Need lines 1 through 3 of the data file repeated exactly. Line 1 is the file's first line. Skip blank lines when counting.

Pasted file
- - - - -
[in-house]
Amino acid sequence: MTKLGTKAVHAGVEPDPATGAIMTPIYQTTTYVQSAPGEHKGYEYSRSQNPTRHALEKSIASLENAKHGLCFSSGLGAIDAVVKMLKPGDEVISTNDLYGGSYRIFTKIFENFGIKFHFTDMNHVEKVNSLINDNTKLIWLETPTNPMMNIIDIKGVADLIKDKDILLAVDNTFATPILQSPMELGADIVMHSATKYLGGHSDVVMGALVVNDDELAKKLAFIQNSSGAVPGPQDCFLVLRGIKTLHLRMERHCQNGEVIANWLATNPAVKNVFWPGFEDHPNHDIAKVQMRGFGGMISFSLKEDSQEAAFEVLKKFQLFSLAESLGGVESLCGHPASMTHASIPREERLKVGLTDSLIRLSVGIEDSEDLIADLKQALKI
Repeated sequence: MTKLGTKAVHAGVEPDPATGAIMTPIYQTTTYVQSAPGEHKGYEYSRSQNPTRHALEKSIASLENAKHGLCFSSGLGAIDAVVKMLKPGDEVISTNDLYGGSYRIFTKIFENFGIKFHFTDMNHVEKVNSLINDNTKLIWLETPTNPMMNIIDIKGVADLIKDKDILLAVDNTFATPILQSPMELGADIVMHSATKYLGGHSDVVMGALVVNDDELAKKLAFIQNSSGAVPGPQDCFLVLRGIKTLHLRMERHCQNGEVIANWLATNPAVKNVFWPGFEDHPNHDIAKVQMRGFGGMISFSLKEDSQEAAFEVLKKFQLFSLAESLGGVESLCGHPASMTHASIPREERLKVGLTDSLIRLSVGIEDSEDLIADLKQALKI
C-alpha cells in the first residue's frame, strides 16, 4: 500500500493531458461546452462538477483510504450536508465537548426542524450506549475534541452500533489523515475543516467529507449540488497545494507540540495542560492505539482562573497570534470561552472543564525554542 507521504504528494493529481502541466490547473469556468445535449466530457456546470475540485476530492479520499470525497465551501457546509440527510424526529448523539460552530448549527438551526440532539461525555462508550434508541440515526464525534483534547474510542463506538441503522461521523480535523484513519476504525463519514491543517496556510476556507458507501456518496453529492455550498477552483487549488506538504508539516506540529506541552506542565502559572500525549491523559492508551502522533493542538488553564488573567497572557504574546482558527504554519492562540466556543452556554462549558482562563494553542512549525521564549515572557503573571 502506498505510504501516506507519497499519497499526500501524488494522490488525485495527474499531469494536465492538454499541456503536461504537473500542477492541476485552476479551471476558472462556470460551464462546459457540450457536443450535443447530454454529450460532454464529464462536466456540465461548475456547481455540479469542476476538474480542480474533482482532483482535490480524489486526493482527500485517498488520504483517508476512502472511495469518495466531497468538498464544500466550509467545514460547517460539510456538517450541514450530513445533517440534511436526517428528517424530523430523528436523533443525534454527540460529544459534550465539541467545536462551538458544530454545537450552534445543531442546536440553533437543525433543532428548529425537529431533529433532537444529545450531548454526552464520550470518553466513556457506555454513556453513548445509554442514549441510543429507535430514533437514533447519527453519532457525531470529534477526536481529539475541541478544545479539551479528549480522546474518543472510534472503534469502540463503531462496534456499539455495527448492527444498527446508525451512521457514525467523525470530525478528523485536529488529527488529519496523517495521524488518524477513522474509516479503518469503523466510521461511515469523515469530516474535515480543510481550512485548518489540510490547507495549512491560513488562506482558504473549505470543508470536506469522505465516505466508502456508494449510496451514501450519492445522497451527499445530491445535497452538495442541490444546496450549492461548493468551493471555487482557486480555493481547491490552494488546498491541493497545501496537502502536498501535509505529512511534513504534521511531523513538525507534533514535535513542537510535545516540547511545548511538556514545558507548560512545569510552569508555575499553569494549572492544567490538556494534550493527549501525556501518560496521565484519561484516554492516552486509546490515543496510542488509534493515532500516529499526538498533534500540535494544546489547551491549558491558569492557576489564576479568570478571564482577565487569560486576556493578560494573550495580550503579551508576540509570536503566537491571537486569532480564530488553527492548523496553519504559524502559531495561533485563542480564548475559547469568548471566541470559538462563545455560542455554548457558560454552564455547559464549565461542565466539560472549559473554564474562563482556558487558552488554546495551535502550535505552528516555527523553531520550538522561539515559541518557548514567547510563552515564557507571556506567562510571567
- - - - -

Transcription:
[in-house]
Amino acid sequence: MTKLGTKAVHAGVEPDPATGAIMTPIYQTTTYVQSAPGEHKGYEYSRSQNPTRHALEKSIASLENAKHGLCFSSGLGAIDAVVKMLKPGDEVISTNDLYGGSYRIFTKIFENFGIKFHFTDMNHVEKVNSLINDNTKLIWLETPTNPMMNIIDIKGVADLIKDKDILLAVDNTFATPILQSPMELGADIVMHSATKYLGGHSDVVMGALVVNDDELAKKLAFIQNSSGAVPGPQDCFLVLRGIKTLHLRMERHCQNGEVIANWLATNPAVKNVFWPGFEDHPNHDIAKVQMRGFGGMISFSLKEDSQEAAFEVLKKFQLFSLAESLGGVESLCGHPASMTHASIPREERLKVGLTDSLIRLSVGIEDSEDLIADLKQALKI
Repeated sequence: MTKLGTKAVHAGVEPDPATGAIMTPIYQTTTYVQSAPGEHKGYEYSRSQNPTRHALEKSIASLENAKHGLCFSSGLGAIDAVVKMLKPGDEVISTNDLYGGSYRIFTKIFENFGIKFHFTDMNHVEKVNSLINDNTKLIWLETPTNPMMNIIDIKGVADLIKDKDILLAVDNTFATPILQSPMELGADIVMHSATKYLGGHSDVVMGALVVNDDELAKKLAFIQNSSGAVPGPQDCFLVLRGIKTLHLRMERHCQNGEVIANWLATNPAVKNVFWPGFEDHPNHDIAKVQMRGFGGMISFSLKEDSQEAAFEVLKKFQLFSLAESLGGVESLCGHPASMTHASIPREERLKVGLTDSLIRLSVGIEDSEDLIADLKQALKI